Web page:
By Lisa Marshall
Isabel Wazny had tried everything to get to sleep.
A lifelong night owl whose sleeplessness worsened as she aged, she sipped chamomile tea, popped antihistamines, and listened to relaxation tapes before bed -- all to no avail. Some days she’d call in sick to work, afraid she couldn’t drive safely. After she retired, she started staying up all night.
“There’s no one to talk to at 3 a.m., and when you sleep all day, it’s hard on your social life. I was getting really depressed,” says Wazny, 63, who lives in British Columbia. When she asked her doctor for sleeping pills, she recommended melatonin instead. Today, her life has turned around.
“I have never had such a regular pattern of sleep in all my adult life,” she says. “I wish I had known about this 30 years ago.”
Wazny is among a growing number of sleep-deprived consumers turning to a once-little-known hormone, often referred to as the “sleep hormone,” for relief for themselves and their families.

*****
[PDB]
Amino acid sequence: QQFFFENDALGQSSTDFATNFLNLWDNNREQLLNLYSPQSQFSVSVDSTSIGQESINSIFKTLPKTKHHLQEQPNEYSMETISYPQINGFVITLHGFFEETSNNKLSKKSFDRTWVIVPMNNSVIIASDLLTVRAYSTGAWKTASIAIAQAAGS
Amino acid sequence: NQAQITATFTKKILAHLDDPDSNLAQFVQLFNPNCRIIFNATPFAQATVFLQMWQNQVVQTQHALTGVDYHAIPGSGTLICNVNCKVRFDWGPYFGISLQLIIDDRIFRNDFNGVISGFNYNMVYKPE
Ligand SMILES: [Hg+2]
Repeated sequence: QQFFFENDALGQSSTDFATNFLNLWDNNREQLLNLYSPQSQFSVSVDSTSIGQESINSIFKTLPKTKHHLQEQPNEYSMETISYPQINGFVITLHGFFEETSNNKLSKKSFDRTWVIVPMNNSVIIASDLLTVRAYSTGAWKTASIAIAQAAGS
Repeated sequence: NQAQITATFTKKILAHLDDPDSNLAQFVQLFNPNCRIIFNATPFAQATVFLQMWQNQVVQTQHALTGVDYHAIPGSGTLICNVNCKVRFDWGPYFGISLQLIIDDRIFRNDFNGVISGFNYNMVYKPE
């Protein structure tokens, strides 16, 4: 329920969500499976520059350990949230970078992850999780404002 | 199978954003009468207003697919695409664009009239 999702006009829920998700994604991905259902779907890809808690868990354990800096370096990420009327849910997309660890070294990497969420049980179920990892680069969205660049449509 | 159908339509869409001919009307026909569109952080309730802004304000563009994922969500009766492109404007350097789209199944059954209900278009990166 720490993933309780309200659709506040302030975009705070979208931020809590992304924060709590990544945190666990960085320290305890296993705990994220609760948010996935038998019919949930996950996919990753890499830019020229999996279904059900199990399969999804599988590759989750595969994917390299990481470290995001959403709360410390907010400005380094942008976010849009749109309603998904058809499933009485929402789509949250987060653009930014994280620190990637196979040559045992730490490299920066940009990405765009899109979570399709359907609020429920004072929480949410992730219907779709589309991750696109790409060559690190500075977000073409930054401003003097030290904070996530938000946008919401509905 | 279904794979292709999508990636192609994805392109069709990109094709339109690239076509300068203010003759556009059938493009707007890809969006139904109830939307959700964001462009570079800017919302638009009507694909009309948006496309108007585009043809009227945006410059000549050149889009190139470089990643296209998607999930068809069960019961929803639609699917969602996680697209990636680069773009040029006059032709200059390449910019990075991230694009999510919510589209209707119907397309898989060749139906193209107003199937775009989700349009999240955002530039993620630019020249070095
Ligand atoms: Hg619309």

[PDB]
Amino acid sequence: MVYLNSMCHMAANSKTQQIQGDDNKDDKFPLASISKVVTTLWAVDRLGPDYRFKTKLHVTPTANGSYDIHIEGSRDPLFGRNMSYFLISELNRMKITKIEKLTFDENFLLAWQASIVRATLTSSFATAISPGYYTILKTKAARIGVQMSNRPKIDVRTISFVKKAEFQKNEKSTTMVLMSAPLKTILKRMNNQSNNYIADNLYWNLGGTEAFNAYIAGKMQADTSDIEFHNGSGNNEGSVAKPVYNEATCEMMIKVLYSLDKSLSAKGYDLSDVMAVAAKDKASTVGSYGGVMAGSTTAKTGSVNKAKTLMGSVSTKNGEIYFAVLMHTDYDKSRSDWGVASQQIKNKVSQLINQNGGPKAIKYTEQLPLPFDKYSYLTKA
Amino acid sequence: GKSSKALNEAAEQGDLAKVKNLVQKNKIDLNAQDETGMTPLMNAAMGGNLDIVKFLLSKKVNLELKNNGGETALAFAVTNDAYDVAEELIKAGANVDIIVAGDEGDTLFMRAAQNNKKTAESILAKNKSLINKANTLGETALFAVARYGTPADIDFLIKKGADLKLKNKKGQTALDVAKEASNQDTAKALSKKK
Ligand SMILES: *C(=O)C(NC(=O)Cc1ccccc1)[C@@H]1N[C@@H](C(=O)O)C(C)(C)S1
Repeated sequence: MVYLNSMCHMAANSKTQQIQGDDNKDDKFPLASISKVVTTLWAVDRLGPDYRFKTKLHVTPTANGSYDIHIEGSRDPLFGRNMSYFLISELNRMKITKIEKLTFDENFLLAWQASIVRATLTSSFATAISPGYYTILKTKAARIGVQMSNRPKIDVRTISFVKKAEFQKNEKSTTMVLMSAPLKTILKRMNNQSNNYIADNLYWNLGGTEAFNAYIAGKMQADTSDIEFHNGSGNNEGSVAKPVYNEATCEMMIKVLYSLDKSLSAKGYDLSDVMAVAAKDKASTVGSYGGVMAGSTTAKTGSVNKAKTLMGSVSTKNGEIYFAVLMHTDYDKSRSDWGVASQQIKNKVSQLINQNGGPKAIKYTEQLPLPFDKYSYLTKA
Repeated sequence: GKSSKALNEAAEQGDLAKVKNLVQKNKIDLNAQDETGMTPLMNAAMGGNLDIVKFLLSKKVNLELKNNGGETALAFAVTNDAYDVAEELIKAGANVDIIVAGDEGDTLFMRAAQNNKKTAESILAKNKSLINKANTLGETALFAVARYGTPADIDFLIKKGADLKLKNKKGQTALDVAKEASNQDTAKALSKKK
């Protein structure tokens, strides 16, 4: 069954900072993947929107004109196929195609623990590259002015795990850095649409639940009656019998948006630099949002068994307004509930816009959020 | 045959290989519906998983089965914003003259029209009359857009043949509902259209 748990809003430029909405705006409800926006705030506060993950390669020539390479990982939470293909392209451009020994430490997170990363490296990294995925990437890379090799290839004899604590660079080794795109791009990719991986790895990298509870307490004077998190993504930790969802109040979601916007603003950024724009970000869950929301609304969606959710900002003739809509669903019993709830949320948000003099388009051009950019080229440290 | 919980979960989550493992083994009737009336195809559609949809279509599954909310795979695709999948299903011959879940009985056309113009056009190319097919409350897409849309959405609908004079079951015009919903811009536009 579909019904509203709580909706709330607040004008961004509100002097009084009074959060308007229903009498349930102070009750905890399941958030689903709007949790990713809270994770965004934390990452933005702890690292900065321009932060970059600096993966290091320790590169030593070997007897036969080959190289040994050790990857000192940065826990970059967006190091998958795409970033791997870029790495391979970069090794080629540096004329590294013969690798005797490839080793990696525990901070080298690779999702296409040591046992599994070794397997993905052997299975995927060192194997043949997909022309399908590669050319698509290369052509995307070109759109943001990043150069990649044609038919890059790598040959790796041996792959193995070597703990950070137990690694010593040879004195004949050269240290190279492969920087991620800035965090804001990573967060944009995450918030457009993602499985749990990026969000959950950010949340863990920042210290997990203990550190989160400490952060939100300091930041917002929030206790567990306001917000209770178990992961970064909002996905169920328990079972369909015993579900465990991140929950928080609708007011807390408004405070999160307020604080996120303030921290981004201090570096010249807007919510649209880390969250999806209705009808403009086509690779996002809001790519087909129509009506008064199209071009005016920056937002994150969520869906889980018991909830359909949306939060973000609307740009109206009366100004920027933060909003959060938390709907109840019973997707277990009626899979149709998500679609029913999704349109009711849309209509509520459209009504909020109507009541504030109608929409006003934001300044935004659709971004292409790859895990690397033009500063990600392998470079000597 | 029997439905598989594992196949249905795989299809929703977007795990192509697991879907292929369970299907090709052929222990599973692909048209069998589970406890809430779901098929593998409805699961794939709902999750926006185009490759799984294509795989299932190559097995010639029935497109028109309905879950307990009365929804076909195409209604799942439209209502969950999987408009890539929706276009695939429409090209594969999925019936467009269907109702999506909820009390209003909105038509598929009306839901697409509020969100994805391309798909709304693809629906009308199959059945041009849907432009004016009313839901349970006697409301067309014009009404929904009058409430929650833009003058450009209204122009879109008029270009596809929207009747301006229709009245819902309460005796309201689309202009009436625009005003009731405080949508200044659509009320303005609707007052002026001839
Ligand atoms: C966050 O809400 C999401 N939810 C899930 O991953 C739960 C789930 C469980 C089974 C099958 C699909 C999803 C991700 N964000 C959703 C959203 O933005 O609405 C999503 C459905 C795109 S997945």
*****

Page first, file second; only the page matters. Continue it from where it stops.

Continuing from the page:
In all, U.S. consumers are expected to spend more than $425 million on melatonin supplements in 2018, up from $259 million in 2012, according to Nutrition Business Journal. More than 3 million adults and close to a half-million children take it, and that number is expected to grow as more sleep-deprived families clamor for cheap “natural” remedies and companies roll out everything from melatonin teas to mouth sprays to animal-shaped gummies.
But with such growth have come concerns that consumers have a view of the potent, complex hormone that’s too simple. In March, three workers at a day care in Illinois were arrested for slipping melatonin gummies to 2-year-olds to hasten their naps. When questioned by police, they said they assumed it was safe since it was sold over the counter.